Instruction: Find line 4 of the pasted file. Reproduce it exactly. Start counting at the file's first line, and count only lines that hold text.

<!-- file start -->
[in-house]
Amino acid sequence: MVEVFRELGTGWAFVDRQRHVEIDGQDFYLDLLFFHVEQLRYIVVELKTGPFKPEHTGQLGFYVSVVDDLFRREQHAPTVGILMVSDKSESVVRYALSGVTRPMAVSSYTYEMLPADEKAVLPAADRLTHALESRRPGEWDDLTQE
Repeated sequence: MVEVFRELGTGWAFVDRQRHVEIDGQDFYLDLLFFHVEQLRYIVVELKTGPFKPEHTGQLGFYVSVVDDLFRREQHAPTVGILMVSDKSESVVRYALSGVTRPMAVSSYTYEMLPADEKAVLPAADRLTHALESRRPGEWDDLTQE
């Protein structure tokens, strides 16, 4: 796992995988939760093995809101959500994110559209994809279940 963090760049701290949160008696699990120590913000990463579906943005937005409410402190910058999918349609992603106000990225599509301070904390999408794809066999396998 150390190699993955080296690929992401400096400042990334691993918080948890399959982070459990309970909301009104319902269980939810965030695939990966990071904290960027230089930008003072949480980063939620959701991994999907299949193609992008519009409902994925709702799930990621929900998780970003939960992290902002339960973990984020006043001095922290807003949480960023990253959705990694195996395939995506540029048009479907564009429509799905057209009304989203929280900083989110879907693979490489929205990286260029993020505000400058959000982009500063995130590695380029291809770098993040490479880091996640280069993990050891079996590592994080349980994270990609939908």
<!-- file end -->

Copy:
């Protein structure tokens, strides 16, 4: 796992995988939760093995809101959500994110559209994809279940 963090760049701290949160008696699990120590913000990463579906943005937005409410402190910058999918349609992603106000990225599509301070904390999408794809066999396998 150390190699993955080296690929992401400096400042990334691993918080948890399959982070459990309970909301009104319902269980939810965030695939990966990071904290960027230089930008003072949480980063939620959701991994999907299949193609992008519009409902994925709702799930990621929900998780970003939960992290902002339960973990984020006043001095922290807003949480960023990253959705990694195996395939995506540029048009479907564009429509799905057209009304989203929280900083989110879907693979490489929205990286260029993020505000400058959000982009500063995130590695380029291809770098993040490479880091996640280069993990050891079996590592994080349980994270990609939908």